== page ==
It’s a common story. A business got enthusiastic about Twitter or Facebook and got someone either in the team or externally to set up the account. The account has been relatively sleepy – as the business is still figuring out what to use these communication channels for.
Then comes the time when they’re ready to fully embrace social media via Twitter, Facebook, YouTube etc – but what…?, they can’t access the account because the person that set it up has since moved on – and there’s now no way of accessing the set up account details (namely email and password).
Sound familiar? I hope not. But it’s a business truism that is becoming more and more of a nuisance.
Particularly so when the Twitter handle (@name) or Facebook URL that’s been secured is either directly the brand name – or brilliantly keyword enabled.
Hence why we advise clients and social media training delegates to follow these simple steps to avoid such a situation:
1. Create a ‘social’ email address and password convention. Something that is generic to the business. It doesn’t have to be a person’s personal email address.
2. Ensure there is a central directory for all login details to your social accounts. It could be aas simple as a spreadsheet which is kept on a central server or in a cloud portal so that more than one person can access it. The account info, whilst it may be managed by one or a few, should be accessible even if those people move on.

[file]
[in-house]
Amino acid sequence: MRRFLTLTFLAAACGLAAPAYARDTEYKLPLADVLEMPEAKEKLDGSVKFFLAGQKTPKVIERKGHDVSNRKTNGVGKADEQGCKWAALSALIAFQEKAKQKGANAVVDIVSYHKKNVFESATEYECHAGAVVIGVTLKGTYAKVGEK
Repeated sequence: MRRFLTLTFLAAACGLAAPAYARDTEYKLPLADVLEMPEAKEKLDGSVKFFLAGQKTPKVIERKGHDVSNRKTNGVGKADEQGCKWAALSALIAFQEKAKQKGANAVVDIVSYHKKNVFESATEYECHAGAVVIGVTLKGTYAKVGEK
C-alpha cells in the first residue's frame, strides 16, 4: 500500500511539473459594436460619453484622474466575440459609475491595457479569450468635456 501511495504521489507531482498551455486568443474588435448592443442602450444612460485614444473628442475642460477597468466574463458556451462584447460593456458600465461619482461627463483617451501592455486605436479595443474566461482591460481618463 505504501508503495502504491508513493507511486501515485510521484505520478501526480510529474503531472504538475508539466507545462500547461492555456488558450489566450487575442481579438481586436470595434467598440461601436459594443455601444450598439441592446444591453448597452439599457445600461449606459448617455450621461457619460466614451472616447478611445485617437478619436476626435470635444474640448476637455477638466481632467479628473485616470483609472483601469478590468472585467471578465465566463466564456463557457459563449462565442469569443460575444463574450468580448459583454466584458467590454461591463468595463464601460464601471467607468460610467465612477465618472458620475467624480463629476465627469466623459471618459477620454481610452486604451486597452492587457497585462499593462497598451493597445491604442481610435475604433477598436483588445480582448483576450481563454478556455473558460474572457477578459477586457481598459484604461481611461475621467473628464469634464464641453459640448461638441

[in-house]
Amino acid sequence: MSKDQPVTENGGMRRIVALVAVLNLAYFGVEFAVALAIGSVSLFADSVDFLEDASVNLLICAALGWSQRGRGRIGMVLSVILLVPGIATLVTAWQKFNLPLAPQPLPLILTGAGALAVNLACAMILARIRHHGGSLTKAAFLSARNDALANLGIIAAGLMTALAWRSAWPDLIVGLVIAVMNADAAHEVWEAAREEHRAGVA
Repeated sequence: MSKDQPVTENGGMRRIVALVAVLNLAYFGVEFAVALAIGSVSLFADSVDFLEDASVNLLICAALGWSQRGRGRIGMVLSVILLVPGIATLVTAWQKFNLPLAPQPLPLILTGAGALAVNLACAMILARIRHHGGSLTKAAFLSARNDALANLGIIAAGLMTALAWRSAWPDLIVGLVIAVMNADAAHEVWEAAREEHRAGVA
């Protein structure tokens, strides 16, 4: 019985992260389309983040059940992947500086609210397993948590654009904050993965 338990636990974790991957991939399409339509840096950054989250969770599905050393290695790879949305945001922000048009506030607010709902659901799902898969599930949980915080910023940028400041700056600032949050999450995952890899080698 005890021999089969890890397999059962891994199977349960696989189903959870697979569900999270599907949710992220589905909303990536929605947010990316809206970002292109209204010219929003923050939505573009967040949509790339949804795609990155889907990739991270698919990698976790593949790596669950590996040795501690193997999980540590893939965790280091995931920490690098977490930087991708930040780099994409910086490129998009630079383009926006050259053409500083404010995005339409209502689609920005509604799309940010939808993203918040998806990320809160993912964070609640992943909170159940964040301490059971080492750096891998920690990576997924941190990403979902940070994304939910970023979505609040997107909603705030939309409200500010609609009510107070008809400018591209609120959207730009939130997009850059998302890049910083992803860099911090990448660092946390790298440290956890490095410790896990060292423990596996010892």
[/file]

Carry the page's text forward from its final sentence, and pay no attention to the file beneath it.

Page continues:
3. It’s good practice to regularly change your password (we suggest every 6-8 weeks) – and so create a password convention which enables you to do this simply – eg: adding a number to the end or letter – and be sure to update the central spreadsheet when passwords change.
4. Run a test from the central store periodically to check that all the info you’ve got about accessing your accounts is correct. Eg: Try and access your accounts via the info you have stored. If you run into glitches – speak to the relevant people who are in the accounts daily to see if there have been any changes. Be sure to manage that the information you have stored, is up to date and correct.
5. For LinkedIn, if you have a particular senior team – eg: Partners or Managing Directors, CEOs etc – then it may be worth keeping their login information centrally too. We came across a situation recently where one of the Partners of a law firm had passed away – and yet their profile was still visible via the Practice.
Take a look at the policy relating to reporting a deceased user via Twitter here – and the other platforms are similar.
Therefore, our advice is ‘get it covered’ – get a central repository of all your account names, passwords and emails etc – and keep it up to date.